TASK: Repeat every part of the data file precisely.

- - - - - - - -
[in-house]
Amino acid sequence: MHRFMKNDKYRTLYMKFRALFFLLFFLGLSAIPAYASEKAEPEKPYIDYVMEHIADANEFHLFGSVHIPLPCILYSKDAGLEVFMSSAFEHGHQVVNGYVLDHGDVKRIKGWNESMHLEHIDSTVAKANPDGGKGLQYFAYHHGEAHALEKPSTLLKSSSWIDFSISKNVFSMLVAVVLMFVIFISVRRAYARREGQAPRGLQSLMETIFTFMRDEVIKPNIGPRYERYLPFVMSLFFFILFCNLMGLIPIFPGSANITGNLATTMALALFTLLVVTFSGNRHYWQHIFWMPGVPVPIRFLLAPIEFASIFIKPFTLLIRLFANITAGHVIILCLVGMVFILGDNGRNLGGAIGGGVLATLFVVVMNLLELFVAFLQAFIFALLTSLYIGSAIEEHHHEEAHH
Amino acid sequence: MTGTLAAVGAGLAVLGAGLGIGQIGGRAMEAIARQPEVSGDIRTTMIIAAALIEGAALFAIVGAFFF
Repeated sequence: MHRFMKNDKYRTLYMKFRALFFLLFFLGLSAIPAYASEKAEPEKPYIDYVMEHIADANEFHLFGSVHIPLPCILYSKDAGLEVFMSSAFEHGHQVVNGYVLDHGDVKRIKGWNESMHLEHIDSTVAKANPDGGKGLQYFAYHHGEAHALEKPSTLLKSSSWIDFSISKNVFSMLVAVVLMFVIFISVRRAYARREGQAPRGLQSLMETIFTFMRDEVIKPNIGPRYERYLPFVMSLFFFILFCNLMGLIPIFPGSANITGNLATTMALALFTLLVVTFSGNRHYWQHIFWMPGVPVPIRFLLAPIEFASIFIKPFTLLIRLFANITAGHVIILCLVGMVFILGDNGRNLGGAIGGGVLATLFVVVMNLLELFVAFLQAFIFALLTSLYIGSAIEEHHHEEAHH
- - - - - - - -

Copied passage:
[in-house]
Amino acid sequence: MHRFMKNDKYRTLYMKFRALFFLLFFLGLSAIPAYASEKAEPEKPYIDYVMEHIADANEFHLFGSVHIPLPCILYSKDAGLEVFMSSAFEHGHQVVNGYVLDHGDVKRIKGWNESMHLEHIDSTVAKANPDGGKGLQYFAYHHGEAHALEKPSTLLKSSSWIDFSISKNVFSMLVAVVLMFVIFISVRRAYARREGQAPRGLQSLMETIFTFMRDEVIKPNIGPRYERYLPFVMSLFFFILFCNLMGLIPIFPGSANITGNLATTMALALFTLLVVTFSGNRHYWQHIFWMPGVPVPIRFLLAPIEFASIFIKPFTLLIRLFANITAGHVIILCLVGMVFILGDNGRNLGGAIGGGVLATLFVVVMNLLELFVAFLQAFIFALLTSLYIGSAIEEHHHEEAHH
Amino acid sequence: MTGTLAAVGAGLAVLGAGLGIGQIGGRAMEAIARQPEVSGDIRTTMIIAAALIEGAALFAIVGAFFF
Repeated sequence: MHRFMKNDKYRTLYMKFRALFFLLFFLGLSAIPAYASEKAEPEKPYIDYVMEHIADANEFHLFGSVHIPLPCILYSKDAGLEVFMSSAFEHGHQVVNGYVLDHGDVKRIKGWNESMHLEHIDSTVAKANPDGGKGLQYFAYHHGEAHALEKPSTLLKSSSWIDFSISKNVFSMLVAVVLMFVIFISVRRAYARREGQAPRGLQSLMETIFTFMRDEVIKPNIGPRYERYLPFVMSLFFFILFCNLMGLIPIFPGSANITGNLATTMALALFTLLVVTFSGNRHYWQHIFWMPGVPVPIRFLLAPIEFASIFIKPFTLLIRLFANITAGHVIILCLVGMVFILGDNGRNLGGAIGGGVLATLFVVVMNLLELFVAFLQAFIFALLTSLYIGSAIEEHHHEEAHH